I'm rereading Wicked and absorbing so much more this time around. The first time I read it was when I was 16, immature, and had an undeveloped mind. I'm so deliciously scandalized by the way the book highlights atypical sexual preferences, the gray areas of morality and values, and conflicting views of worldly issues and otherworldly theories alike. It's a really fantastic fictional take on real life.
In Chapter 7 of Part V (The Murder and its Afterlife), Elphaba (otherwise known as the Wicked Witch of the West) is in locked in a passionate, wine-fueled debate during a dinner party on what Evil actually is. Some suggestions offered were:
- Evil isn't doing bad things, it's feeling bad about them afterward. There is no absolute value to behavior.
- It's merely an affliction of the psyche, like vanity or greed (and vanity and greed can produce some pretty astounding results in human affairs, not all of them reprehensible).
- It's an absence of good. The nature of the world is to be calm, and enhance and support life, and evil is an absence of the inclination of matter to be at peace.
- Evil is an early or primitive stage of moral development. All children are fiends by nature. The criminals among us are only those who didn't progress.
- It's a presence, not an absence. Evil is an incarnated character, an incubus or a succubus. It's an other. It's not an us.
- Evil isn't a thing, it's not a person, it's an attribute like beauty.
- It's a power, like wind.
- It's an infection.
- It's metaphysical, essentially: the corruptibility of creation.
- It's not of air and eternity, it's of earth; it's physical, a disjointedness between our bodies and our souls. Evil is inanely corporeal, humans causing one another pain, no more, no less.
- Evil is moral at its heart--the selection of vice over virtue; you can pretend not to know, you can rationalize, but you know it in your conscience.
- Evil is an act, not an appetite. How many haven't wanted to slash the throat of some boor across the dining room table? Everyone has the appetite. If you give in to it, it, that act is evil. The appetite is normal.
I thought this was an interesting topic to mull over. I don't think good and evil have concrete definitions. For the sake of relatability, imagine a feral (excuse the term haha) human growing up completely alone from birth. If knowledge of good and evil is innate and inborn, then would this person just know that to kill someone for fun is "evil"? Would this person know that giving what you have to those less fortunate than you is "good", and would this act make this person be filled with feelings of joy, like it does for most of us? I think what we classify under good and evil is shaped by the society/world we were born into. Presently, our world is an overall relatively unified place in terms of morals and values; we've come a long way. Generally speaking, everyone believes the same sorts of things are right and wrong, respectively. But these labels, "right" and "wrong", "good" and "bad"—I don't think they're real things. I can personally think killing someone for fun is evil—I do think killing someone for fun is evil, but that's not the point; let's try to see this with an open mind—but is it actually evil? Is it actually bad? And never mind laws, rules, and religion. Someone may retort with, "It hurts someone, so it is bad." But I don't think that fact makes the action any more bad than the fact that someone feeling happy about killing another person makes the action any more good. Good and bad aren't real, they are made-up ideals that exist only for as long as the society that created them exists.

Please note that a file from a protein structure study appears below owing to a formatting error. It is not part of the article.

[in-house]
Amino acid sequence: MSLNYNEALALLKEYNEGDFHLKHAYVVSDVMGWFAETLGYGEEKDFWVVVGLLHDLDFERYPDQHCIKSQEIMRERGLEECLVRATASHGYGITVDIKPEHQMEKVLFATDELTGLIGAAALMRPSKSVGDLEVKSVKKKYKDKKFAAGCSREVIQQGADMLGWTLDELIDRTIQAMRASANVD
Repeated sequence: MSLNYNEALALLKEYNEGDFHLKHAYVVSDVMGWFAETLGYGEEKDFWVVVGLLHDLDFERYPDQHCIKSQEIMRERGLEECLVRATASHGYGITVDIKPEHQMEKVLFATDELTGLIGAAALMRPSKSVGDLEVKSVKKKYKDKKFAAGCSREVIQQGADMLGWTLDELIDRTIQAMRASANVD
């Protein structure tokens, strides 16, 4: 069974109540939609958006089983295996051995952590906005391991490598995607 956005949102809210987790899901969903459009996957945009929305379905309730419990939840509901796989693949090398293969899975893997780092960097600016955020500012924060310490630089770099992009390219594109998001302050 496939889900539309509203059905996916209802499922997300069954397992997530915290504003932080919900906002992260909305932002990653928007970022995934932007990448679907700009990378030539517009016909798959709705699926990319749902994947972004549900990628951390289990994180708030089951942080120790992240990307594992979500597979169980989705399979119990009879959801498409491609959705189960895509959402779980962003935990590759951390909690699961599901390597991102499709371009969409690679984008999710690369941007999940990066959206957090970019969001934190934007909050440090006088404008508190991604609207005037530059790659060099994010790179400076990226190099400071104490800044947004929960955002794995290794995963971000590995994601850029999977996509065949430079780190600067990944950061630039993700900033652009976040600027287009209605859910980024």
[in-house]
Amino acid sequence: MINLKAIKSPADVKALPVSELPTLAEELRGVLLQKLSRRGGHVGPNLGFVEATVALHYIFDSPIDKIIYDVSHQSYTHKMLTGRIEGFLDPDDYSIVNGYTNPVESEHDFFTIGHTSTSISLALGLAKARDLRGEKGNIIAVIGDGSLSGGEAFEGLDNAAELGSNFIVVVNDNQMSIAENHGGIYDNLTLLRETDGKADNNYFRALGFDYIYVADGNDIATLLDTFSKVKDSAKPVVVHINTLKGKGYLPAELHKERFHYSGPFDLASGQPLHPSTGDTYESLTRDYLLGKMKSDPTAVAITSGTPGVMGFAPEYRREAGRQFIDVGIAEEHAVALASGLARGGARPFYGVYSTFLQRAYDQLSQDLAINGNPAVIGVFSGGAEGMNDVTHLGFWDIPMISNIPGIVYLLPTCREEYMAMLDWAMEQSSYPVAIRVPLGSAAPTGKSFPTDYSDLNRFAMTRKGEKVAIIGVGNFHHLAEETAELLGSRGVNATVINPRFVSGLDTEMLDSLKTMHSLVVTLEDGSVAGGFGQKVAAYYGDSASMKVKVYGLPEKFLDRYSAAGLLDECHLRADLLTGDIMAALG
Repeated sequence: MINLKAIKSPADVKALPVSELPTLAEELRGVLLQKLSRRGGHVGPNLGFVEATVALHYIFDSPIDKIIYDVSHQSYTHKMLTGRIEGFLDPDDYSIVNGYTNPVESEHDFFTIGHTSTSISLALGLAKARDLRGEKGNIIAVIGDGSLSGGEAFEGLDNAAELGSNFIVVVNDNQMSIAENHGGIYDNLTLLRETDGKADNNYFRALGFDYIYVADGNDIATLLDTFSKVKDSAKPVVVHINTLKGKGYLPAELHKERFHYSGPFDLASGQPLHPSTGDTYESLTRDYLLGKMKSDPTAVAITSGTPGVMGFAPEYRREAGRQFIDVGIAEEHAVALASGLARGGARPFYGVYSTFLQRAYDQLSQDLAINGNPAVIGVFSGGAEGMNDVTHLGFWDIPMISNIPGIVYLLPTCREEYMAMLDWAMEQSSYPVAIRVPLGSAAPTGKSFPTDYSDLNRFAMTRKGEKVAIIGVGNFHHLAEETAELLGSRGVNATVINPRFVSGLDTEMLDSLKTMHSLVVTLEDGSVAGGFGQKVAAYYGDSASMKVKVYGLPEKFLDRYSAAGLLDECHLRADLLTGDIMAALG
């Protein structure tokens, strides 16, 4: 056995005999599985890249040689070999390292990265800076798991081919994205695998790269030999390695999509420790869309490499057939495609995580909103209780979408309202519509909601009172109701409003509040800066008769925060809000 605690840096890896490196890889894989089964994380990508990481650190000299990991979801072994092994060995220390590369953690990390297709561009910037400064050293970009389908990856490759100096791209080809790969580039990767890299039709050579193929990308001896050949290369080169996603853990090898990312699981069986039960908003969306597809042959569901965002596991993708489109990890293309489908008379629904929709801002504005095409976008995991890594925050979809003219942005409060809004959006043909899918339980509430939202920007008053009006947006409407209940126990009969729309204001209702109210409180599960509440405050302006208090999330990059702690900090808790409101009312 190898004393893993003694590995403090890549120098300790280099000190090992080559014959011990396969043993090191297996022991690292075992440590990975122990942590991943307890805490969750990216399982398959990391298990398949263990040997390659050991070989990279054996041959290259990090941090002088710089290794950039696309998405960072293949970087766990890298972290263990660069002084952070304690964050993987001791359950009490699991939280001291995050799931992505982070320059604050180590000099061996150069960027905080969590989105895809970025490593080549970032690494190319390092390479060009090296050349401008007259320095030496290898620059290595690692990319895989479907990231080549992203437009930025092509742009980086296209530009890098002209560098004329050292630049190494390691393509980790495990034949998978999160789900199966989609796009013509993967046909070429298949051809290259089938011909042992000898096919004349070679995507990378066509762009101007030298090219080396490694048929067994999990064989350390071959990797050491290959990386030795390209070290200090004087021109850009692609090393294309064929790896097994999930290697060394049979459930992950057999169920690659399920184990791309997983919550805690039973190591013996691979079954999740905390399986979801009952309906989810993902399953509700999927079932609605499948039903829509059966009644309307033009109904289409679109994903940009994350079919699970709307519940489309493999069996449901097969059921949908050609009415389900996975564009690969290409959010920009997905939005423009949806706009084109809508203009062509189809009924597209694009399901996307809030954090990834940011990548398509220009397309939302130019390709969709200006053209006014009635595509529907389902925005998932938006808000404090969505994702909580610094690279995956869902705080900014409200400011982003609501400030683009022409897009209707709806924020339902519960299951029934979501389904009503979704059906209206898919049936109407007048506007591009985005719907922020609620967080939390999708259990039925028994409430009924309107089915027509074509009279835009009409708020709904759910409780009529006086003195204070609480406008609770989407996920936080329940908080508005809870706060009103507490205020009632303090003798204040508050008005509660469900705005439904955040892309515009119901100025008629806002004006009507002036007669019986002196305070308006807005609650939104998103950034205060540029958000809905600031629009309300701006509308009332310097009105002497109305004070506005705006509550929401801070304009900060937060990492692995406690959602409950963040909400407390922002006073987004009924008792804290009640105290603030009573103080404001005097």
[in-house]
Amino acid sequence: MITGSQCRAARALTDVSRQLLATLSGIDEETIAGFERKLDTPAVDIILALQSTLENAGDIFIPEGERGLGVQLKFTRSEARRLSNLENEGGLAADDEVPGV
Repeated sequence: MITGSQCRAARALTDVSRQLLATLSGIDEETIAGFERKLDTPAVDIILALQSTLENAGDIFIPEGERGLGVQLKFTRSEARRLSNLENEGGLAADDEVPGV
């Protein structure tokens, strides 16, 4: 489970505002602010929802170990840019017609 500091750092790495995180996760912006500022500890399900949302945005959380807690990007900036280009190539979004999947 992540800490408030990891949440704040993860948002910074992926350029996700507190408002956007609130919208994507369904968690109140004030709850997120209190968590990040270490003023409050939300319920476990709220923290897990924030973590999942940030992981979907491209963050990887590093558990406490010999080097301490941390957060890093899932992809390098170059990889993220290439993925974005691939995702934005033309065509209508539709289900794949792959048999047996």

What are your thoughts? What is the meaning of evil to you?
This chapter in Wicked ended with Elphaba offering her point of view:
"The real thing about evil," said the Witch at the doorway, "isn't any of what you said. You figure out one side of it—the human side, say—and the eternal side goes into shadow. Or vice versa. It's like the old saw: What does a dragon in its shell look like? Well no one can ever tell, for as soon as you break the shell to see, the dragon is no longer in its shell. The real disaster of this inquiry is that it is the nature of evil to be secret."